Different Programming Languages
Ethereum Smart Contracts run on compiled bytecode that means there may be several high-level languages in which code can be written. Ethereum has a number of languages available in particular :
1. Solidity – It is the most popular language now (2020).
2. Vyper – This is a Language by Vitalik Buterin with an emphasis on security
3. LLL – “Low-Level Lisp-like Language”
4. Mutan – Golang-like, deprecated in 2015
5. Serpend, Python-like, but seems to be no longer maintained
What exactly is a “smart contract” technically?
A smart contract is a state-machine-like execution of bytecode. It runs on the Ethereum blockchain and gets executed by all nodes in the network. Normally, it is written in high-level languages which compile the code down to assembly and bytecode.
EVM Assembly and Opcodes
The Ethereum virtual machine understands several opcodes in EVM assembly, which are represented by bytecodes. The bytecodes are instructions for the EVM to read, write, jump, store, etc. It may read and write from or to a stack or to storage. One good list of available opcodes is listed in this following StackExchange thread: https://ethereum.stackexchange.com/questions/119/what-opcodes-are-available-for-the-ethereum-evm40T And can also be found in the Ethereum Yellow paper https://ethereum.github.io/yellowpaper/paper.pdf
Gas and Gas Requirements
Every operation on the Ethereum blockchain is performed by following the bytecode or opcodes. Each opcode costs a certain amount of gas. The different gas requirements may be found on page 26 in the Ethereum Yellow paper (screenshots below): https://ethereum.github.io/yellowpaper/paper.pdf
The maximum amount of gas available has an upper ceiling of currently around 6 million additionally. The execution is limited by the maximum amount of gas a user can provide and a miner would accept in other words. This definitely leads to multiple problems software developers face.
1. We might have only a few users during the development of the smart contract. Then in production, when things start to “scale” the contract suddenly runs into out-of-gas exceptions.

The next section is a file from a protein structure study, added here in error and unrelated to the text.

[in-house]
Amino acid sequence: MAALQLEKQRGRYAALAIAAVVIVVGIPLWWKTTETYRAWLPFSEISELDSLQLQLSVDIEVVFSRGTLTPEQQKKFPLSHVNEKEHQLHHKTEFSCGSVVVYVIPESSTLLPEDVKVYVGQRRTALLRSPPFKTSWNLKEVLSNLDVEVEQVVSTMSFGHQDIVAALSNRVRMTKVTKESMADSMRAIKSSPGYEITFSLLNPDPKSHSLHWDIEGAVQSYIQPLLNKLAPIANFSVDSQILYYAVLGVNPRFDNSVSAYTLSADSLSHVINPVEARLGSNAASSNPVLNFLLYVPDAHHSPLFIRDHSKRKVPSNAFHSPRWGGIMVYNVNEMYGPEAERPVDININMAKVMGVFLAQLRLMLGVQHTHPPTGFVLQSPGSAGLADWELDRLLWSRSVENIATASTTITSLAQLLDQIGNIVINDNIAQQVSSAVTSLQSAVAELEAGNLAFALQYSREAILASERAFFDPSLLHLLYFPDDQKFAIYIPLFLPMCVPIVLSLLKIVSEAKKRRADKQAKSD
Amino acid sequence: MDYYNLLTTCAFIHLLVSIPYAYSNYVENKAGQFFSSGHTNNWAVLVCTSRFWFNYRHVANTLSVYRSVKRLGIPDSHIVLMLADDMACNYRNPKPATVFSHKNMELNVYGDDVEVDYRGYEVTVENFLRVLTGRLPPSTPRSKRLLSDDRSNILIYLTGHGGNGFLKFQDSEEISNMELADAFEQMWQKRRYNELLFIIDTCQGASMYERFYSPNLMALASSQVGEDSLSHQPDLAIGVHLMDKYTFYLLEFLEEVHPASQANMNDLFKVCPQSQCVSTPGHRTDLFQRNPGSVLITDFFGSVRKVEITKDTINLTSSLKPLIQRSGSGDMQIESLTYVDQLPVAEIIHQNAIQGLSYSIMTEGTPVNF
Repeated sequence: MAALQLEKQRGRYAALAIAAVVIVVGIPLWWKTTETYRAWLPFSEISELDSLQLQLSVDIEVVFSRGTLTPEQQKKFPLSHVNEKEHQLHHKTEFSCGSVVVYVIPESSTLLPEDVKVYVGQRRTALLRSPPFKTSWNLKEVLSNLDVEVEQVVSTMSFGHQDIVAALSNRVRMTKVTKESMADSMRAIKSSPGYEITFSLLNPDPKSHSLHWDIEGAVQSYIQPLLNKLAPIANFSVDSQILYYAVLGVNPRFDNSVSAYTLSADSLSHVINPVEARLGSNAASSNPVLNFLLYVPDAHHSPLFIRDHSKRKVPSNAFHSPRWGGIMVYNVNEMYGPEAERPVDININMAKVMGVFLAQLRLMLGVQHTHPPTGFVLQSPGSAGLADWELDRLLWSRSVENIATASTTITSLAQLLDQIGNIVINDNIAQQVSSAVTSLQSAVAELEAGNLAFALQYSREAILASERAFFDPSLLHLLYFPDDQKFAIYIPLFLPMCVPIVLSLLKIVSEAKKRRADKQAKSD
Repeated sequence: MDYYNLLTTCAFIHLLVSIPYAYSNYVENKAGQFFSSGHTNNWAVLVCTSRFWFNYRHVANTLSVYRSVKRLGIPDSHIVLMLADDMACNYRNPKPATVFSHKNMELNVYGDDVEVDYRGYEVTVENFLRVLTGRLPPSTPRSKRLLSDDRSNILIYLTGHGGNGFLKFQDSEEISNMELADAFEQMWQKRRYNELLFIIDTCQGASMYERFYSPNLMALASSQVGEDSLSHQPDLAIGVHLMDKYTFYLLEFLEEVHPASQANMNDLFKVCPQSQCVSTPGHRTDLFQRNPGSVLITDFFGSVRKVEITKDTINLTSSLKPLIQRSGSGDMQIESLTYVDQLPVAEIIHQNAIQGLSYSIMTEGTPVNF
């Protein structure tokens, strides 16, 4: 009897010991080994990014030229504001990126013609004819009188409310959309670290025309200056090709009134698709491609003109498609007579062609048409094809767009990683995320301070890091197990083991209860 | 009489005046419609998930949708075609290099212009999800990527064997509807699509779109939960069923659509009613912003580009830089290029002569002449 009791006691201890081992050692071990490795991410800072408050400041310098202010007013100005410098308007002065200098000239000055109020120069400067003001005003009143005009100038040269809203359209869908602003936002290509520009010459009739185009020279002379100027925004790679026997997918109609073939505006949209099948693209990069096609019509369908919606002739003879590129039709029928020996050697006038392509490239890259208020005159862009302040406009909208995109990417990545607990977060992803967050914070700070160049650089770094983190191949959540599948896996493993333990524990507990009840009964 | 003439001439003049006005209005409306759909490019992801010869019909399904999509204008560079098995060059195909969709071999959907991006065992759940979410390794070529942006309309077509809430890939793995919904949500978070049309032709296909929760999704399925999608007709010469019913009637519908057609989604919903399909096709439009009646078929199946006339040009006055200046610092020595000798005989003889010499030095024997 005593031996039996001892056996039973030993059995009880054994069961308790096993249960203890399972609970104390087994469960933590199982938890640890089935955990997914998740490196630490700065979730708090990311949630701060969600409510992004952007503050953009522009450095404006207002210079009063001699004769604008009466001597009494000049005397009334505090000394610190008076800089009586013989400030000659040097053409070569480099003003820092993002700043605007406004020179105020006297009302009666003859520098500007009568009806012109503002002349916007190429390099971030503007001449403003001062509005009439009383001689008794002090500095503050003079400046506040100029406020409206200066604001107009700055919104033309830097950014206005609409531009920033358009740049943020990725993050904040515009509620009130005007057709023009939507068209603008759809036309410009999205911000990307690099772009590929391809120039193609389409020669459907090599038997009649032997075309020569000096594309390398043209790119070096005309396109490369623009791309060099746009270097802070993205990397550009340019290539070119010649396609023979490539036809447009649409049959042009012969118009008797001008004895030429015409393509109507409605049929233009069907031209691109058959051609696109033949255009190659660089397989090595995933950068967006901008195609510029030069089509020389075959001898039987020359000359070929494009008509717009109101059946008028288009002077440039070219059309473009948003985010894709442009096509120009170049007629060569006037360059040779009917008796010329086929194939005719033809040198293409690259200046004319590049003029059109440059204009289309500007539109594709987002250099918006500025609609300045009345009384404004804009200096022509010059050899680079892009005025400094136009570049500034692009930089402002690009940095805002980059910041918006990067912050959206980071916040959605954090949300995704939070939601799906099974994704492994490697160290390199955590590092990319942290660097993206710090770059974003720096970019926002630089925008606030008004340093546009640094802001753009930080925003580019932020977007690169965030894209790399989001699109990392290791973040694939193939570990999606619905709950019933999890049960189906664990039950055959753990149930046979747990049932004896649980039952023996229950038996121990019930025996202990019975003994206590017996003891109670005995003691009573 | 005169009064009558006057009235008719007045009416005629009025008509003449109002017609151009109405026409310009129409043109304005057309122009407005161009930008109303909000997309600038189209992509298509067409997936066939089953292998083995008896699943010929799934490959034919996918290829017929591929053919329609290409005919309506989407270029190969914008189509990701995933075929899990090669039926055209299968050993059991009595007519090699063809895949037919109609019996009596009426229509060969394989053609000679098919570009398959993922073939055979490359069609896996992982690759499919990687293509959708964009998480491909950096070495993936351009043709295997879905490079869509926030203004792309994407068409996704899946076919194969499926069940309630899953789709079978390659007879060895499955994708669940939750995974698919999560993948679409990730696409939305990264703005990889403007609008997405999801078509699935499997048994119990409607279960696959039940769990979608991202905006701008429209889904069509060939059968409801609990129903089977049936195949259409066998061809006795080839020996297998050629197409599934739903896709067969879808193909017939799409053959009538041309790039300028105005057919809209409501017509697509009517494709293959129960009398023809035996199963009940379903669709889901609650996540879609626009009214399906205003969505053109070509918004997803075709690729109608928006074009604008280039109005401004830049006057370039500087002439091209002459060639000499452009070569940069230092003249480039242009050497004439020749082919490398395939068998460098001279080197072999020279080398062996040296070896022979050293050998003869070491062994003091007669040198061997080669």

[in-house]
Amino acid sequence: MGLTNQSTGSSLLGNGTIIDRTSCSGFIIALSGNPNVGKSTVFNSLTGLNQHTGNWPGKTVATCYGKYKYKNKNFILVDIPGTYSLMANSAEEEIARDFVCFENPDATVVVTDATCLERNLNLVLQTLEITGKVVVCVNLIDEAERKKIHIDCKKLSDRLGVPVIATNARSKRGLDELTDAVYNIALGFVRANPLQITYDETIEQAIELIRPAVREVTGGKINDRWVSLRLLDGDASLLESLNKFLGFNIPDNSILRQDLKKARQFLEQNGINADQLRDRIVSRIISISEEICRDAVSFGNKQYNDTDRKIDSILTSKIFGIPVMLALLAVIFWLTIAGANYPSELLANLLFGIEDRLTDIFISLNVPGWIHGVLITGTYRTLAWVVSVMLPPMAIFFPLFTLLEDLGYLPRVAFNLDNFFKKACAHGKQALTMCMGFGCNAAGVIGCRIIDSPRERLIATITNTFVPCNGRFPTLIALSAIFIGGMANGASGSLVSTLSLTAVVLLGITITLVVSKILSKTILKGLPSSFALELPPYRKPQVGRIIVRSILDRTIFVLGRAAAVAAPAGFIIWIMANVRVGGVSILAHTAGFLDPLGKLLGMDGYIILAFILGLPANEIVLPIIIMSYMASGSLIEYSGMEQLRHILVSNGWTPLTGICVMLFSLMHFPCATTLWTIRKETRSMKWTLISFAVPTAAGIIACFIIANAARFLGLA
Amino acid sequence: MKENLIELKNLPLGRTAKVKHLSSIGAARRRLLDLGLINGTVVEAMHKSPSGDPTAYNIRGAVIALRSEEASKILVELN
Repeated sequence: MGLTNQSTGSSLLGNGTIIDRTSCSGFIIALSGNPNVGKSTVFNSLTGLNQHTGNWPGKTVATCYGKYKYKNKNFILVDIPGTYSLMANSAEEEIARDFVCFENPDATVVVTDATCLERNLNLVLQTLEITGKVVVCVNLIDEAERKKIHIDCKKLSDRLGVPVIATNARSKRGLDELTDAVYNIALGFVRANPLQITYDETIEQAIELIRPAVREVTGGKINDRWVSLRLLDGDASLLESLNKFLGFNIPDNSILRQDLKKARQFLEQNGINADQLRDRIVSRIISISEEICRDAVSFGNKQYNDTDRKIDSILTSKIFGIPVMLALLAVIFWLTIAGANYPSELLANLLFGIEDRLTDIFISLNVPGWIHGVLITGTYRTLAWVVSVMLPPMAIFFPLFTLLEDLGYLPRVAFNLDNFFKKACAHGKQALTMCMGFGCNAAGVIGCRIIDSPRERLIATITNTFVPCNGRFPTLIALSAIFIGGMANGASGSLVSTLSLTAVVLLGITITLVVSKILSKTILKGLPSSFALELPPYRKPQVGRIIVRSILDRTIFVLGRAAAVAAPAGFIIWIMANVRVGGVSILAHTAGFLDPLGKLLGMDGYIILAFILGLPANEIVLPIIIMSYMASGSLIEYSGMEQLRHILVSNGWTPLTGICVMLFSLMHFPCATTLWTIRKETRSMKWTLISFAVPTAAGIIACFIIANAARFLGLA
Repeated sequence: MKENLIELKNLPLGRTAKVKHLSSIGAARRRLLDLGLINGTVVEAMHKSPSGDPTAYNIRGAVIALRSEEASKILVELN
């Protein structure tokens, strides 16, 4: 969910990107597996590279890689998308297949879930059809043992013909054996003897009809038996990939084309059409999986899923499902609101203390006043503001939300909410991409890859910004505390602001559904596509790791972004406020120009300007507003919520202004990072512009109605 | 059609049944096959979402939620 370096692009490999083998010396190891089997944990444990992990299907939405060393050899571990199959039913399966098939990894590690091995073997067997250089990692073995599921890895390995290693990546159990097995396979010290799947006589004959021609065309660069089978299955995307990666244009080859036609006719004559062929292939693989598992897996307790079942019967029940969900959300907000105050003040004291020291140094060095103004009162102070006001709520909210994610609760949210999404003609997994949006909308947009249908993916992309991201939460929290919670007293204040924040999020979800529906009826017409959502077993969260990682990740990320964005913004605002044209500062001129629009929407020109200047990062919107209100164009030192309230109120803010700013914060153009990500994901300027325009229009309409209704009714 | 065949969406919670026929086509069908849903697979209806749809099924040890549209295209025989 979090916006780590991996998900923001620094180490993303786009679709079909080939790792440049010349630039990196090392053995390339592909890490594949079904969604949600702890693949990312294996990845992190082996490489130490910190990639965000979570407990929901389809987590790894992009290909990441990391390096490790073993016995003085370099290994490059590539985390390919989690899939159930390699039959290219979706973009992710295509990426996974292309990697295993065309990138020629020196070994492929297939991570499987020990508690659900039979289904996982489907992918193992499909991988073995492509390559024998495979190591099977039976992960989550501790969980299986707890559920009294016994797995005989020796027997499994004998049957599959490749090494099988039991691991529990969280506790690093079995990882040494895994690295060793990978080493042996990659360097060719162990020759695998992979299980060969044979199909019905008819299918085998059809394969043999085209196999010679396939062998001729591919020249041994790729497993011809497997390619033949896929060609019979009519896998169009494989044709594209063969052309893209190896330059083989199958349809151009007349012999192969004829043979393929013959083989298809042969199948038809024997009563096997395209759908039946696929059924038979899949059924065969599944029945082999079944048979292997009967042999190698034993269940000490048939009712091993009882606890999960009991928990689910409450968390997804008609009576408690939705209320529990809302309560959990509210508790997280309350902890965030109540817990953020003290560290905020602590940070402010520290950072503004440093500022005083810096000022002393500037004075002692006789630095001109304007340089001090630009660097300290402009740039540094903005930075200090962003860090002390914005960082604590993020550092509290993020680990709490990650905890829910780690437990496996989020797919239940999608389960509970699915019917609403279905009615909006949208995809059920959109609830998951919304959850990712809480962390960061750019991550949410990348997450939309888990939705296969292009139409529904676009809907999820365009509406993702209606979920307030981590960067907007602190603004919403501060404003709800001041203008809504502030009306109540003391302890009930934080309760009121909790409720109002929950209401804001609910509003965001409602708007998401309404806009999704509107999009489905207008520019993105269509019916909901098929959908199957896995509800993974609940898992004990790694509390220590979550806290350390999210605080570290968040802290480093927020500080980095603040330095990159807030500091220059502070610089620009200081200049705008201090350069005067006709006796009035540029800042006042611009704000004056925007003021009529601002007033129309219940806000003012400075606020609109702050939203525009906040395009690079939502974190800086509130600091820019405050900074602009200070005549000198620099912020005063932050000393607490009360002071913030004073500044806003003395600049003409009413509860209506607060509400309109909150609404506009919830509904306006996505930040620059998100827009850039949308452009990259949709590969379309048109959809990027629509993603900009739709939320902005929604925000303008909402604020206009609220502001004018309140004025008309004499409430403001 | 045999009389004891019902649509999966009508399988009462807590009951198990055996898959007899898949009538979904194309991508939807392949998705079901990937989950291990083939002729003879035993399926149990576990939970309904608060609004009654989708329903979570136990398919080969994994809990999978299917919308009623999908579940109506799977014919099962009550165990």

2. Loops are the biggest trap. We should never use loops if we don’t know how much gas it consumes at all times.
Gas-Costs Economics on the Blockchain
The Gas is calculated by how complex the transaction is to be executed. And the reason why we pay in “gas” rather than “Ether” is that in this way the actual $ costs may stay constant even though Ether might get much more valuable. For example, A transaction that interacts with a contract needs 4 million gas to be executed. We offer 2 GWei per gas, which is 2*10^-9 Ether * 4 * 10^6 => 2*4*10^-3 = 0.008 Ether, or at the time of writing, this would cost us around USD5.
During network congestion, the gas price can rise. The miners always take decisions that which transactions to include in the next block and there is no unlimited amount in one block. Basically the reward the miner gets when transactions compete by gas and gas price. If we decide, for some reason, to offer 50 Gwei for the same transaction to speed it up, we’d pay: 50 * 10^-9 Ether * 4 * 10^6 = 4*50*10^-3 = 0.2 Ether or USD140. A big difference, as you can see.
Data Storage in a Merkle Patricia Tree
Ethereum has its own, efficient, system to store information. This system has to be cryptographically secure. All key, value bindings in Ethereum are stored in a Merkle Patricia Tree that is held in a State Tree, a Storage Tree, a Transaction Tree, and a Receipts Tree.
Privacy on the Ethereum Blockchain
The biggest issue on the Ethereum blockchain is the privacy issue. There are zk-SNARKs now, but one of the biggest misconceptions is that private variables in Solidity are “private”. All data, in general, is public. In a programmatic way, defining a variable “private” just means that it can’t be accessed from other smart contracts. The programmer may access all private variables information within 10 minutes, give or take. An additional layer has to be created that encrypts information to ensure privacy on the blockchain. This is still a matter of active research.